The Supreme Court's role of interpreting the United States Constitution has greatly expanded over the past two hundred years. Federalism, or the dual sovereignty of both states and the national government has caused conflict over the federal preemption of a domain seemingly reserved to the states, due to overlapping authorities. State affairs affect individuals because individuals possess a national and state identity. Therefore, these two realms overlap, giving the national government the power to find a balance between states' and personal rights.
The separation of powers has encouraged the judicial branch to resolve this problem through observing the changes in society. The creation of the Fourteenth Amendment has led to the debate over whether the Bill of Rights should be incorporated to limit states' power and to protect individual liberties, and to what degree. As society and politics have changed over time, the Supreme Court has shifted from protecting states' rights to control, to limiting the power of state and local governments and protecting individuals.
Through analyzing the development of the United States Constitution through various Supreme Court cases, I will prove that the Supreme Court has shifted from favoring states' rights to protecting civil liberties, leading to the incorporation of the Sixth Amendment with the case of Gideon v. Wainwright. The history of the US Constitution played a significant role in the creation of Federalism and led to debate over the nationalization of the Bill of Rights. Initially, people feared a strong national government because that is what they had just escaped from in Europe.
The public generally favored states' rights because local government is closer to the people and more responsive to their needs. The founding fathers did not originally include a Bill of Rights; however, during ratification, Anti-Federalists strongly criticized the new frame of government. In order to ratify the Constitution, Federalists agreed to create a Bill of Rights to protect states' rights. This was a necessary compromise to pass the Constitution because ten out of thirteen states had to ratify the document.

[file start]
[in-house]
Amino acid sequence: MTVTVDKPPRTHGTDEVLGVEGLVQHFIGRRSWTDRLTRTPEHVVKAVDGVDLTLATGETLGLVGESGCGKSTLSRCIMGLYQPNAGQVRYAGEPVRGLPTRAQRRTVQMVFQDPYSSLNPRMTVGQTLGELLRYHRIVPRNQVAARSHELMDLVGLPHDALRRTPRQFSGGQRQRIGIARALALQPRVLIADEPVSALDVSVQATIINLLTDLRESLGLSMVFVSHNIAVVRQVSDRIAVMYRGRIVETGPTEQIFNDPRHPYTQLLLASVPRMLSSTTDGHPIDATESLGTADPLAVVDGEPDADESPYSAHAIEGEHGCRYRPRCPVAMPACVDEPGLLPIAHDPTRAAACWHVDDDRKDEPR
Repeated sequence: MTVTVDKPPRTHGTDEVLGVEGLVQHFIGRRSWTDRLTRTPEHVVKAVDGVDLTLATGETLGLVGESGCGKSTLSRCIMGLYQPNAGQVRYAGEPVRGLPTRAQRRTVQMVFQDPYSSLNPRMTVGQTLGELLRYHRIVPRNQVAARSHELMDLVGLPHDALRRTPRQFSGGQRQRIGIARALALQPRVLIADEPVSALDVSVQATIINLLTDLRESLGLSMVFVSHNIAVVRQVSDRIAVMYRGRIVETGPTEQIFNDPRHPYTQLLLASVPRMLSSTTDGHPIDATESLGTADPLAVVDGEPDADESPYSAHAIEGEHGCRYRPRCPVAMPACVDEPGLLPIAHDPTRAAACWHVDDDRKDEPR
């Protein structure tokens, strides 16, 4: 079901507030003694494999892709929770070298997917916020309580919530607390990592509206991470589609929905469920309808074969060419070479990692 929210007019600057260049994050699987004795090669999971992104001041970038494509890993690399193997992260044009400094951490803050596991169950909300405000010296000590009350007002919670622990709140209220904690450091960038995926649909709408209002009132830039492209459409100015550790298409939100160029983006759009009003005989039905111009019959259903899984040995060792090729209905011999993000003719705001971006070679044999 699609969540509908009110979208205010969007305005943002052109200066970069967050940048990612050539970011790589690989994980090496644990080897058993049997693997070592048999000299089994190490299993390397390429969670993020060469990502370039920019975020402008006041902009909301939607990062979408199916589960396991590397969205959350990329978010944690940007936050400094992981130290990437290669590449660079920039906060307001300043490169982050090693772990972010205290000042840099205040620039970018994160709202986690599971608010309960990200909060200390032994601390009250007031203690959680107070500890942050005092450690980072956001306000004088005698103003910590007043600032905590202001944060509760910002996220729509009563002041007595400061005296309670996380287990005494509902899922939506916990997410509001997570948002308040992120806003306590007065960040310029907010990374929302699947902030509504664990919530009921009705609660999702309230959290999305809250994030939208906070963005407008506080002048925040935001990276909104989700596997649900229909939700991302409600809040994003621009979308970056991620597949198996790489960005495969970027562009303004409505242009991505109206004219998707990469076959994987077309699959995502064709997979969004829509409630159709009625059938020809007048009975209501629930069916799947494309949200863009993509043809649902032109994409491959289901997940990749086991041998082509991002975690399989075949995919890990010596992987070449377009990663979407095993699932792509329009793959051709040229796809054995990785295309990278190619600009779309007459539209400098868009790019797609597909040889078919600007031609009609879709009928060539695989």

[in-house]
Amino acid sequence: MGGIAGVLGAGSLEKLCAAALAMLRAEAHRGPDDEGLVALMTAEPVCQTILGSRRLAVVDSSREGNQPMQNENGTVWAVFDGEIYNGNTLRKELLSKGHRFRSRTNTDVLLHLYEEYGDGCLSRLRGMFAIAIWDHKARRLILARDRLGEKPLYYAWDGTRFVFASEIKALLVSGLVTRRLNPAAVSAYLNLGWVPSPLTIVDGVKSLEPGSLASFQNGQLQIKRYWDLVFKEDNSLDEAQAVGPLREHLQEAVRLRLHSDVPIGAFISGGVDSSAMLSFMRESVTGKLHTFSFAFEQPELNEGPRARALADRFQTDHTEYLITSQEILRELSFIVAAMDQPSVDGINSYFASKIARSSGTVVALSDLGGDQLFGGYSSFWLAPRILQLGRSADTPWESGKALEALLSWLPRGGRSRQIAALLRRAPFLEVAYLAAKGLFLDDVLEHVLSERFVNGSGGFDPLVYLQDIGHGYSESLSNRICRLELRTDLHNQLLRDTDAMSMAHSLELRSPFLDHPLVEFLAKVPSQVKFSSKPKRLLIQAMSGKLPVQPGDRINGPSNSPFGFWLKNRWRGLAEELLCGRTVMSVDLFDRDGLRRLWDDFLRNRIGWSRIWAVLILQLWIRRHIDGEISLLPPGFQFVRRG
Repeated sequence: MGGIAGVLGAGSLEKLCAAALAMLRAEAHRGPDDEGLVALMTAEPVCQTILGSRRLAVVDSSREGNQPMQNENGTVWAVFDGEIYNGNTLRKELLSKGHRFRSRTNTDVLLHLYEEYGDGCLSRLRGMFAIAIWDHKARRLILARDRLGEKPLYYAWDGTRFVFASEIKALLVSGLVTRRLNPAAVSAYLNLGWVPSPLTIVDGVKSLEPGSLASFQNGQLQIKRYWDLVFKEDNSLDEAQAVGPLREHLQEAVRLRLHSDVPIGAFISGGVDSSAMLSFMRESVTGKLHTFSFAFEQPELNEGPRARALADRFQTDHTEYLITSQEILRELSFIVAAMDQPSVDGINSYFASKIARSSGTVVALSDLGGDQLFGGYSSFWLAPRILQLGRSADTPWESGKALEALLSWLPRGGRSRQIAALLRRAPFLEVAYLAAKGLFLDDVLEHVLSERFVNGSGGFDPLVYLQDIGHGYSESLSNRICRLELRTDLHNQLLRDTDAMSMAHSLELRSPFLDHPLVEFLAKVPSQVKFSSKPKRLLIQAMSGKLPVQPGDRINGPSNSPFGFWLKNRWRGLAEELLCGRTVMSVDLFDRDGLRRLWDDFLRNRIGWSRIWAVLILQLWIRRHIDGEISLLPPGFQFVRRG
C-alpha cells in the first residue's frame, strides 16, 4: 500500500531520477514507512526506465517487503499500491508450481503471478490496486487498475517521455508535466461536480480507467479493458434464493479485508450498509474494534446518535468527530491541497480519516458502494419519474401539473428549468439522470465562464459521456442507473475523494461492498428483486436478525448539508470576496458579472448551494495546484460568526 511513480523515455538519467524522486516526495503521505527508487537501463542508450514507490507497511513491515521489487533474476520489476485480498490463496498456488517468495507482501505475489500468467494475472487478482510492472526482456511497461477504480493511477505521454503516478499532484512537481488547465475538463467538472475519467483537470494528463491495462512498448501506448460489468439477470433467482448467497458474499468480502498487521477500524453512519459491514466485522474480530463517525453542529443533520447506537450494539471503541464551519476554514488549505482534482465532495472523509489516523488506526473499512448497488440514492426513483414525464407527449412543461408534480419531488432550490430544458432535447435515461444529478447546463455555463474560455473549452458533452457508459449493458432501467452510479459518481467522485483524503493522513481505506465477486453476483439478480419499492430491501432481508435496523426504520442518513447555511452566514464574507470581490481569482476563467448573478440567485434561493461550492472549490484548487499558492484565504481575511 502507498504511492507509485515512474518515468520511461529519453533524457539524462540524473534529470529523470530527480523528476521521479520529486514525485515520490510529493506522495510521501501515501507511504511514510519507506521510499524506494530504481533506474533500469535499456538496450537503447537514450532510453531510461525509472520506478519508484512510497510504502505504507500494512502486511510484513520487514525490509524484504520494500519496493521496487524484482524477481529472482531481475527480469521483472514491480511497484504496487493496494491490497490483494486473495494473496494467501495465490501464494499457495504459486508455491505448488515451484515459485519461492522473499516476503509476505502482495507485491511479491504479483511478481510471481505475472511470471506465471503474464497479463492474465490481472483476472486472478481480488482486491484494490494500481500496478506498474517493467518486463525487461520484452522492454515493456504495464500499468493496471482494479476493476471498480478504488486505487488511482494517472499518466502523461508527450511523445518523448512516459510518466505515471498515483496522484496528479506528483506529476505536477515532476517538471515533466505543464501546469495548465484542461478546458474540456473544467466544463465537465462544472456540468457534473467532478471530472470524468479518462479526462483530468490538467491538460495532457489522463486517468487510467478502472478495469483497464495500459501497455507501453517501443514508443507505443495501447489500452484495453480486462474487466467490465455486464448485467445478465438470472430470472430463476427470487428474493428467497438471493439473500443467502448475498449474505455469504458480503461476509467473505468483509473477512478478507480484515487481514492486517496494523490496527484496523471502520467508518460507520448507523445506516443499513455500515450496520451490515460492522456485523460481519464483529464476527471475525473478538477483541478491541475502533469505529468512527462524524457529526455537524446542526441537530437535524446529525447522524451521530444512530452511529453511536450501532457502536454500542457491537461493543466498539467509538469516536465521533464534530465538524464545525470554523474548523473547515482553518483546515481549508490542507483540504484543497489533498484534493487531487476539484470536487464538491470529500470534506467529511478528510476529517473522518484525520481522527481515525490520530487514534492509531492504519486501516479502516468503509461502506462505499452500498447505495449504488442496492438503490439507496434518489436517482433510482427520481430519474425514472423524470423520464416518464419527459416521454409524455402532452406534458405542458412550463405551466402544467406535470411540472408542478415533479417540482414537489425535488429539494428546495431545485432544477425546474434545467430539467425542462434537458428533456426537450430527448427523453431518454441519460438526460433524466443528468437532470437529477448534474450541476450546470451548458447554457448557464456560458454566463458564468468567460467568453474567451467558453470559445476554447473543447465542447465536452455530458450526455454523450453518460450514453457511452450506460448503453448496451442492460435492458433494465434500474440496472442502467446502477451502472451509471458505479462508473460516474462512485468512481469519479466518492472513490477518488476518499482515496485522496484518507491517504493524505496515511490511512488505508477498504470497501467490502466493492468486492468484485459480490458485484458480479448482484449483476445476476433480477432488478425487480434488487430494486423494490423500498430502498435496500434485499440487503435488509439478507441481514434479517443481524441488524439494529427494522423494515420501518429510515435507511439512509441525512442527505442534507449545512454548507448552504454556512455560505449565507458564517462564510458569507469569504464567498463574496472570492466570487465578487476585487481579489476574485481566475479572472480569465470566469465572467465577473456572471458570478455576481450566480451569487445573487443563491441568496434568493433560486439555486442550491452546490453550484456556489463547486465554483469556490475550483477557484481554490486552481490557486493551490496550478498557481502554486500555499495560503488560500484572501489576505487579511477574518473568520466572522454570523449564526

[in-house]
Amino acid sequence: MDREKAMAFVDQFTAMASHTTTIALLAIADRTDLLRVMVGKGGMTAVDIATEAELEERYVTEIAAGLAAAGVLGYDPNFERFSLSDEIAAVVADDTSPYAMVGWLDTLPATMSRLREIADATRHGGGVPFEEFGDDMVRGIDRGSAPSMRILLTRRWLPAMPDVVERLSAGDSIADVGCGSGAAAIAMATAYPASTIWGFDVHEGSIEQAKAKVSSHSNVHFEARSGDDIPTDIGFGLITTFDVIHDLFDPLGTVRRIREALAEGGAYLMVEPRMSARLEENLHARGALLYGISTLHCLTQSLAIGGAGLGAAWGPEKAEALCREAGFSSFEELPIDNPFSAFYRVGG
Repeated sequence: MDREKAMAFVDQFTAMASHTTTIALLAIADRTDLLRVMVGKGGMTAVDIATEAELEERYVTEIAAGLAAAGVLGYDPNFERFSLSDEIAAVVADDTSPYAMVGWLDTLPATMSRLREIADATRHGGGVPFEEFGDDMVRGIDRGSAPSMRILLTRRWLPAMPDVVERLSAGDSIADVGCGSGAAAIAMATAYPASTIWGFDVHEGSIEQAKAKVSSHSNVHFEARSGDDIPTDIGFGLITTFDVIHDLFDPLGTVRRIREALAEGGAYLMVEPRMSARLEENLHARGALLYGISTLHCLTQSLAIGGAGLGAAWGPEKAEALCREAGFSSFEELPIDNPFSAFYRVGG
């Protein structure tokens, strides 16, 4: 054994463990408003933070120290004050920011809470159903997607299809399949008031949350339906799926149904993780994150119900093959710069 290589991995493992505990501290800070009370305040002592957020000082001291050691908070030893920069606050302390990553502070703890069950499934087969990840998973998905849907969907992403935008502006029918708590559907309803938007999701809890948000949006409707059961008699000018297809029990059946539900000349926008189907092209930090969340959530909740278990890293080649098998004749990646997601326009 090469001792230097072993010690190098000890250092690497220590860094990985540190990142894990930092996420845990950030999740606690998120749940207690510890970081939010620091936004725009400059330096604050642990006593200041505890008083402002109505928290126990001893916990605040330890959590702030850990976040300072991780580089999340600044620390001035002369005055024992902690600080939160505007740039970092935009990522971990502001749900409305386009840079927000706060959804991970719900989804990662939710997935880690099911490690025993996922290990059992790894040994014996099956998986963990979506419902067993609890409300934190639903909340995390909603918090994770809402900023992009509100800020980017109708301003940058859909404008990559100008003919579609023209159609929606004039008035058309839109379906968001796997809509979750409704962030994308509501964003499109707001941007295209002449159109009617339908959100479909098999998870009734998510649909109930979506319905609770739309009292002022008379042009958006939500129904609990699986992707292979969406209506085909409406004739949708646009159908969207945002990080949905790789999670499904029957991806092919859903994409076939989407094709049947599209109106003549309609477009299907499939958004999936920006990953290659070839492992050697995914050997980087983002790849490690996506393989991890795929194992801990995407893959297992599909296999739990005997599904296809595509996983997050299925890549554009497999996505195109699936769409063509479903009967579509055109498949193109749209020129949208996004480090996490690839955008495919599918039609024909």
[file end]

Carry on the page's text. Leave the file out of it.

By giving states more power, they were more likely to accept this new federalist system. The necessity of uniformity through the Constitutional compromise has transformed America from a league of states to a united nation. Conflicts among states can be resolved with a national government. Every state had its own constitution which protected civil liberties; however, local governments did not always live up to these ideals. This led national government to claim that incorporating the Bill of Rights was unnecessary. In the 1833 case of Barron v.
Baltimore, the question was raised whether the Fifth Amendment limited the state as well as national governments, from denying the right to property without compensating for the owner's losses. The Supreme Court unanimously decided that the guarantees of the ten amendments do no apply to the states, citing that the founders' intentions were to only restrict the national government. This decision set a precedent favoring the power of states, making them only subject to their own constitutions until after the Civil War.
On the other hand, the Supreme Court has the power of judicial review, as established in Marbury v. Madison, which allows them to overrule previous decisions as society changes. The Supreme Court has taken the role of interpreting the Constitution in order to account for change in society and public opinion. After the Civil War, the ratification of the Fourteenth Amendment slowly placed more restrictions on state power to overrule the Barron decision. The Fourteenth Amendment states:
No State shall make or enforce any law which shall abridge the privileges or immunities of citizens of the United States; nor shall any state deprive any person of life, liberty, or property, without due process of law; nor deny to any person within its jurisdiction the equal protection of the laws. (Section 1) The founders intended these new provisions to "assist newly freed slaves in the transition to freedom and to protect them from acts of the Southern states" (Mount 1).